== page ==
Human language

The role of psychology in improving safety culture


What we have learned

When using the Human Cyber ​​Index within an organization for the first time, we usually find that it faces the challenge of changing people’s perception that cybersecurity is beyond their capabilities or remit and is a highly technical or skilled discipline. Sometimes the initial completion rates for mandatory training are low and the information security team does not have the visibility and reputation required internally for trusted advisors. In this environment, cybersecurity is seen as just another in a long list of boring compliance initiatives.

We have also learned that not all people in an organization approach information security in the same way. Age matters, for example. In many cases, the younger employees – those in “Generation Z” – are comfortable with the use of technology, but this does not always translate into familiarity with cybersecurity. In contrast, we find that while older generations generally have a greater instinct for privacy and security, they are not always as comfortable with the IT products provided by their organization.

For the most part, we have found that people care about cybersecurity and take it seriously, but sometimes face the complexity of policies and processes.

Psychology and cybersecurity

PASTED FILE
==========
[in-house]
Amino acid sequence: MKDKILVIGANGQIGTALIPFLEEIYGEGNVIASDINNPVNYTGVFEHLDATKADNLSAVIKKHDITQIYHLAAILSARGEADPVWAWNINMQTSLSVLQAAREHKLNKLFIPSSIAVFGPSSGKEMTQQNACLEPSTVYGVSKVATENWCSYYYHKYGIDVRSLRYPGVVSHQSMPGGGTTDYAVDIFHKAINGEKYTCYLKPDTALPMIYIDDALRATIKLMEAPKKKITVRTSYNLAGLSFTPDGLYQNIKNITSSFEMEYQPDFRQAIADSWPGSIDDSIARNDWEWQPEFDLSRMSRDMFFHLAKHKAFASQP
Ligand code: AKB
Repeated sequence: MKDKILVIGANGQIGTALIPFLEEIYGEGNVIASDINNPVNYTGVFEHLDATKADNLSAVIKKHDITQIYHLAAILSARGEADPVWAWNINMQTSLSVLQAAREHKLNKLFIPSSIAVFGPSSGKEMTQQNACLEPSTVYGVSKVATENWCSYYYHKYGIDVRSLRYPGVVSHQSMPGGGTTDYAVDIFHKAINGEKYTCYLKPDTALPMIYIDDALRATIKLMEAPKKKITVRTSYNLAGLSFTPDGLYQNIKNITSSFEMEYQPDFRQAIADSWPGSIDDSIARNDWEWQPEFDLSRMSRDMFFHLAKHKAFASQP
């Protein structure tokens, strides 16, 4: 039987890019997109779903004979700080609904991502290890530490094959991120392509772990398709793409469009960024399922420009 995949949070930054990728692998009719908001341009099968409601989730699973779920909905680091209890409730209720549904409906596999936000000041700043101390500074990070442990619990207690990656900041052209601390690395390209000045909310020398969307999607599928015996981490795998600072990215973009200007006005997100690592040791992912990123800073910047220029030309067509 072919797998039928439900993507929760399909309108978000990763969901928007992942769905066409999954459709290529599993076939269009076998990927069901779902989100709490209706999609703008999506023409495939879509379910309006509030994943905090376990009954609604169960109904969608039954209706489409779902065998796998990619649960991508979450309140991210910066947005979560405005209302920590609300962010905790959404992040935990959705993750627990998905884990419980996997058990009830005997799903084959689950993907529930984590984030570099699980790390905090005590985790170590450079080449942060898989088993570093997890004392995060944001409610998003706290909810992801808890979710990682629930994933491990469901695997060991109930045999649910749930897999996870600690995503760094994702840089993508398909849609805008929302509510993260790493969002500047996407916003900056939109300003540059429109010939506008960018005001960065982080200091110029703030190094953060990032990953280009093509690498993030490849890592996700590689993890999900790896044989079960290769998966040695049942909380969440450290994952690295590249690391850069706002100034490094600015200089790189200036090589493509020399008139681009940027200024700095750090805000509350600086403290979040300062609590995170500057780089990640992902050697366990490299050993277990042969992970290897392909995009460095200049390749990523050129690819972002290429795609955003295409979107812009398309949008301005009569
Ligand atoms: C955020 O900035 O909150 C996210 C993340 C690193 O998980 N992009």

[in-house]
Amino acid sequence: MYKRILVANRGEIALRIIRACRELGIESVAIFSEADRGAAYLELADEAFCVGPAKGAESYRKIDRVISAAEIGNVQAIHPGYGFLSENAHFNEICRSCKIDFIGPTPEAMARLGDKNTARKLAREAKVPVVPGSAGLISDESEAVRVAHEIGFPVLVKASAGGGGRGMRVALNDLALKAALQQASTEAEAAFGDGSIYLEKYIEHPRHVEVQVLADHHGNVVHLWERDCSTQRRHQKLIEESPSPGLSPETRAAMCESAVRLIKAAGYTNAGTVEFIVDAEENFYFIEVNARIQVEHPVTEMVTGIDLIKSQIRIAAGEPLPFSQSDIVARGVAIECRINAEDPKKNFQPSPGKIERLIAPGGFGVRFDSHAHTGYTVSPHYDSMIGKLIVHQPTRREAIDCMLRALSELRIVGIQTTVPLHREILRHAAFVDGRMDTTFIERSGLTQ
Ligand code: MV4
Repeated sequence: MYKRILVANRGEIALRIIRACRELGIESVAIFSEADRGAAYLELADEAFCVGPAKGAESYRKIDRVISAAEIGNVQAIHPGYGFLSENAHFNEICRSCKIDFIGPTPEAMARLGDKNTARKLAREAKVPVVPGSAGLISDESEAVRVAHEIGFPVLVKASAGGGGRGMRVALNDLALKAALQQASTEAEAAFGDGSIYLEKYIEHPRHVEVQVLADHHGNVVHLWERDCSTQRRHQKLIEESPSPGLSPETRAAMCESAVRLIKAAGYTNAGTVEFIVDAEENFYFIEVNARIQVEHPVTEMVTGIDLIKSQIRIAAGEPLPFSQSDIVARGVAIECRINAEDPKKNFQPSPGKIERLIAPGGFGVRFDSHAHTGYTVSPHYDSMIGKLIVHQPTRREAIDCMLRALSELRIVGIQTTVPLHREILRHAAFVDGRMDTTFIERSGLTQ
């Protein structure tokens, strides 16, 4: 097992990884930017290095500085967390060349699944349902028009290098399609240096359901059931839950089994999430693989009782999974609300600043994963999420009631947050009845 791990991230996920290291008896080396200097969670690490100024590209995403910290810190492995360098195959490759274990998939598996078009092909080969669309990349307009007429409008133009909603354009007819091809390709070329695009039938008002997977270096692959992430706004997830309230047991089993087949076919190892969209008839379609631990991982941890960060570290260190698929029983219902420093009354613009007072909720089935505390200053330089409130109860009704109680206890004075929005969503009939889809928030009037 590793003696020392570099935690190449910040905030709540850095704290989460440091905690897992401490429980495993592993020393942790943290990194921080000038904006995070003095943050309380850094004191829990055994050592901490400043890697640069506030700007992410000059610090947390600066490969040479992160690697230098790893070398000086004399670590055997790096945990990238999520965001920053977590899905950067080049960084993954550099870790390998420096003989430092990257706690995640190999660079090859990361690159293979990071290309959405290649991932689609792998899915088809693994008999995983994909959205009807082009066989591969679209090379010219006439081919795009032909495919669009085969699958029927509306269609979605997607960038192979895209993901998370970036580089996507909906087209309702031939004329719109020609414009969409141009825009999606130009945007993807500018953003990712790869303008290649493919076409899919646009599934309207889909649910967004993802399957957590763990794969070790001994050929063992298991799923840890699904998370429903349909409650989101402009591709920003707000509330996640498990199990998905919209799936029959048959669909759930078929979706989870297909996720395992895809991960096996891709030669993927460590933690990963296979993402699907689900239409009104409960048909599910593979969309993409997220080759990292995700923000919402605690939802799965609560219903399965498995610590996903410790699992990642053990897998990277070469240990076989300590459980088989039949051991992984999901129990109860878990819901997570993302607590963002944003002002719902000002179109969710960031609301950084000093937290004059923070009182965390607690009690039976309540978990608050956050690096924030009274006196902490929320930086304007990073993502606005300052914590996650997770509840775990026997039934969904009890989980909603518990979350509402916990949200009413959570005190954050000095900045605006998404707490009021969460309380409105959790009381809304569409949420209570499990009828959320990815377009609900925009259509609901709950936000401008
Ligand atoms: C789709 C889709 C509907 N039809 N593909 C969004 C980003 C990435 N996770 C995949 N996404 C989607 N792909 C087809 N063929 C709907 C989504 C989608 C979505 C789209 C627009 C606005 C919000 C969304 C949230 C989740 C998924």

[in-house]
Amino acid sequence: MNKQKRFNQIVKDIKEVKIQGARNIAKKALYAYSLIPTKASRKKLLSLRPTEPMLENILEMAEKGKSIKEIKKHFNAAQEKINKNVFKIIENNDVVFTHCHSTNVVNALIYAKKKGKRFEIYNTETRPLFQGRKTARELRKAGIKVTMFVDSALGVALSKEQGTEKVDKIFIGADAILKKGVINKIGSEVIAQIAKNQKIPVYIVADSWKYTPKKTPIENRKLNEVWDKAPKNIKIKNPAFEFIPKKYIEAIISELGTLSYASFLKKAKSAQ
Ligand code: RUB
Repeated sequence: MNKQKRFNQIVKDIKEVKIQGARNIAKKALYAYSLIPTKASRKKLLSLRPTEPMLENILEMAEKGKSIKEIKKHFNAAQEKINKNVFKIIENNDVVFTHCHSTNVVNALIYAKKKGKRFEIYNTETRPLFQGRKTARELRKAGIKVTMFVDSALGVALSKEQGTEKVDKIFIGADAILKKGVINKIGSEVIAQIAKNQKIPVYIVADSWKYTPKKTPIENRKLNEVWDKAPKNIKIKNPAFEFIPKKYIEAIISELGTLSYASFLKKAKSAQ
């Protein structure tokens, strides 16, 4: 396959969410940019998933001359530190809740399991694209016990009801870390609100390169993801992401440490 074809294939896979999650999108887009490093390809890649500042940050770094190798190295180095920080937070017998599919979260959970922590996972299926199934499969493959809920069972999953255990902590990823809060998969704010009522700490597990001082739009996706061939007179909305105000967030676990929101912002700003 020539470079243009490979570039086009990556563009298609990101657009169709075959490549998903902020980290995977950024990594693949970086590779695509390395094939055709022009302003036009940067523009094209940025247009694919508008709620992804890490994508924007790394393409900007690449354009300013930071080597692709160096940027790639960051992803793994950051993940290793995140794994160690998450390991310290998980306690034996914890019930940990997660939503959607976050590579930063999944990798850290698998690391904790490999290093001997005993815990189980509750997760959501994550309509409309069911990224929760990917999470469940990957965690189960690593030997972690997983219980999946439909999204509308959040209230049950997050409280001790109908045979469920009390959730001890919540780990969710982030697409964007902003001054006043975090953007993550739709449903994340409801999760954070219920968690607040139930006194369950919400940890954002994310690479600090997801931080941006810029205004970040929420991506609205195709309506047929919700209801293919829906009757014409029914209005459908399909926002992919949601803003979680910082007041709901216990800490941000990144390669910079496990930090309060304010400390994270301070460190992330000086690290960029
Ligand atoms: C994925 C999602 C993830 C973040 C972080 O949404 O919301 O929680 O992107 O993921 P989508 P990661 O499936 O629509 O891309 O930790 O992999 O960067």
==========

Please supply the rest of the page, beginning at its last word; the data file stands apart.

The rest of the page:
Businesses can fight the myth that cybersecurity is a purely technical subject by teaching their employees the psychological aspects that dominate most cybersecurity breaches. Research on this complex subject continues to grow.

An article, on behavior change in the context of cybersecurity, produced by academics at the University of Bournemouth for the British Psychological Society, highlighted how victims of cyberattacks are often psychologically manipulated. Among their recommendations, they called for applying “behavior change principles” to “public and professional environments” in order to “empower individuals to better manage cybersecurity threats”.

Cybercriminals often seek to exploit human tendencies to gain access to systems and data through phishing attacks. These attacks involve a form of social engineering, as they aim to trick employees into revealing private or sensitive information, clicking on links or opening suspicious attachments, by exploiting their pre-existing knowledge or typical behaviors.

As part of our human-centric approach, we simulate phishing attacks and, after training, explain the psychology behind the simulated attack to show people how cybercriminals will try to manipulate their thoughts and actions. In doing so, people have a better appreciation of the behavioral triggers that a criminal might include in a phishing attack.

Introducing the psychological element is a way to focus e-information and content on personal security and not organizational security – the underlying behaviors are the same, but presented differently. We have found that people find it more relevant and are more interested in the topic and want to know more. Along with this, we advocate a competitive element for e-learning initiatives, with leaderboards to reflect and reward those who have detected and reported suspicious emails.

By highlighting the psychological aspects of cybercrime, we have found that people find the topic of cybersecurity more relevant and accessible and this helps them understand that they have more control over this situation than they realize. . This is an essential part of creating and maintaining a culture of safety and the design of policies and practices that reflect human tendencies and incorporate safe behavior.


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